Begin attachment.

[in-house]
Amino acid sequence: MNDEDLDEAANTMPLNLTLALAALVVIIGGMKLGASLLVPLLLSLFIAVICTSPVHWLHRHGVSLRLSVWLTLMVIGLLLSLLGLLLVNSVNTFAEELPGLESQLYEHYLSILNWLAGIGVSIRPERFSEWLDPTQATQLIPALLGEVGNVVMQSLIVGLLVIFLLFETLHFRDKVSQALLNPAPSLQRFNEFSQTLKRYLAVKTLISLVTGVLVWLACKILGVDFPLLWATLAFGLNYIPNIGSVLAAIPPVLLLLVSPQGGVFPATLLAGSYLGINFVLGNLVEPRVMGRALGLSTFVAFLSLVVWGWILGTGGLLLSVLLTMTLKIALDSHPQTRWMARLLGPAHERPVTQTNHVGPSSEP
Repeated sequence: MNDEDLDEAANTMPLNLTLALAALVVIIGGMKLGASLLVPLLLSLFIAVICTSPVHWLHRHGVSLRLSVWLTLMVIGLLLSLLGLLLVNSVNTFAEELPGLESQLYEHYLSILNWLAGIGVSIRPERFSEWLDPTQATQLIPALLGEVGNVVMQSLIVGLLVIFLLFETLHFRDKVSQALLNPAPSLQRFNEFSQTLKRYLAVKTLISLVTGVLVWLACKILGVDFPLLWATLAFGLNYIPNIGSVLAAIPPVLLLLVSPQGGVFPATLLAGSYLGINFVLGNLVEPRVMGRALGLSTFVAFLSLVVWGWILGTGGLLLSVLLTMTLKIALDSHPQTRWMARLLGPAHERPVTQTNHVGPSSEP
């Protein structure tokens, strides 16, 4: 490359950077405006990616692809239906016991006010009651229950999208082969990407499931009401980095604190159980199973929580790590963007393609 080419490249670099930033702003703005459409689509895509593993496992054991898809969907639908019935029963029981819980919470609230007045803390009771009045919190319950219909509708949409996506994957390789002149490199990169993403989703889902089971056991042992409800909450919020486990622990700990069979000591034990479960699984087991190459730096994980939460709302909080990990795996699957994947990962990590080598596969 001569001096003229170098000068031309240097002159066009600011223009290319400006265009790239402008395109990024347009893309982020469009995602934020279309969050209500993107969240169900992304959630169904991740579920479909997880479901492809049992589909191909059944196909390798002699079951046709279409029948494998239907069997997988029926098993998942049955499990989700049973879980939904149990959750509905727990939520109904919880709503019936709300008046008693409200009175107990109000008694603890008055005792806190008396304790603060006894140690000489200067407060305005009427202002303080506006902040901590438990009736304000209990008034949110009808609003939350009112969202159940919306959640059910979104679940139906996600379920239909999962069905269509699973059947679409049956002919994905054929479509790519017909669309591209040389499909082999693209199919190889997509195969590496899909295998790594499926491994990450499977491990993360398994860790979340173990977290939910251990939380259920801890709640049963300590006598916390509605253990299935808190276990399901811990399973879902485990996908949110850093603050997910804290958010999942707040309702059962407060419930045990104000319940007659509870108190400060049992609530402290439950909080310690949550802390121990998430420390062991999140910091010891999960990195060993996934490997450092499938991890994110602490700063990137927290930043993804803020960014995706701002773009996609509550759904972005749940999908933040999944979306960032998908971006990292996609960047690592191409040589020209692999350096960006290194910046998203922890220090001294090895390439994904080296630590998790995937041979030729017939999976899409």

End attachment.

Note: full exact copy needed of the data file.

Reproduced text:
[in-house]
Amino acid sequence: MNDEDLDEAANTMPLNLTLALAALVVIIGGMKLGASLLVPLLLSLFIAVICTSPVHWLHRHGVSLRLSVWLTLMVIGLLLSLLGLLLVNSVNTFAEELPGLESQLYEHYLSILNWLAGIGVSIRPERFSEWLDPTQATQLIPALLGEVGNVVMQSLIVGLLVIFLLFETLHFRDKVSQALLNPAPSLQRFNEFSQTLKRYLAVKTLISLVTGVLVWLACKILGVDFPLLWATLAFGLNYIPNIGSVLAAIPPVLLLLVSPQGGVFPATLLAGSYLGINFVLGNLVEPRVMGRALGLSTFVAFLSLVVWGWILGTGGLLLSVLLTMTLKIALDSHPQTRWMARLLGPAHERPVTQTNHVGPSSEP
Repeated sequence: MNDEDLDEAANTMPLNLTLALAALVVIIGGMKLGASLLVPLLLSLFIAVICTSPVHWLHRHGVSLRLSVWLTLMVIGLLLSLLGLLLVNSVNTFAEELPGLESQLYEHYLSILNWLAGIGVSIRPERFSEWLDPTQATQLIPALLGEVGNVVMQSLIVGLLVIFLLFETLHFRDKVSQALLNPAPSLQRFNEFSQTLKRYLAVKTLISLVTGVLVWLACKILGVDFPLLWATLAFGLNYIPNIGSVLAAIPPVLLLLVSPQGGVFPATLLAGSYLGINFVLGNLVEPRVMGRALGLSTFVAFLSLVVWGWILGTGGLLLSVLLTMTLKIALDSHPQTRWMARLLGPAHERPVTQTNHVGPSSEP
């Protein structure tokens, strides 16, 4: 490359950077405006990616692809239906016991006010009651229950999208082969990407499931009401980095604190159980199973929580790590963007393609 080419490249670099930033702003703005459409689509895509593993496992054991898809969907639908019935029963029981819980919470609230007045803390009771009045919190319950219909509708949409996506994957390789002149490199990169993403989703889902089971056991042992409800909450919020486990622990700990069979000591034990479960699984087991190459730096994980939460709302909080990990795996699957994947990962990590080598596969 001569001096003229170098000068031309240097002159066009600011223009290319400006265009790239402008395109990024347009893309982020469009995602934020279309969050209500993107969240169900992304959630169904991740579920479909997880479901492809049992589909191909059944196909390798002699079951046709279409029948494998239907069997997988029926098993998942049955499990989700049973879980939904149990959750509905727990939520109904919880709503019936709300008046008693409200009175107990109000008694603890008055005792806190008396304790603060006894140690000489200067407060305005009427202002303080506006902040901590438990009736304000209990008034949110009808609003939350009112969202159940919306959640059910979104679940139906996600379920239909999962069905269509699973059947679409049956002919994905054929479509790519017909669309591209040389499909082999693209199919190889997509195969590496899909295998790594499926491994990450499977491990993360398994860790979340173990977290939910251990939380259920801890709640049963300590006598916390509605253990299935808190276990399901811990399973879902485990996908949110850093603050997910804290958010999942707040309702059962407060419930045990104000319940007659509870108190400060049992609530402290439950909080310690949550802390121990998430420390062991999140910091010891999960990195060993996934490997450092499938991890994110602490700063990137927290930043993804803020960014995706701002773009996609509550759904972005749940999908933040999944979306960032998908971006990292996609960047690592191409040589020209692999350096960006290194910046998203922890220090001294090895390439994904080296630590998790995937041979030729017939999976899409």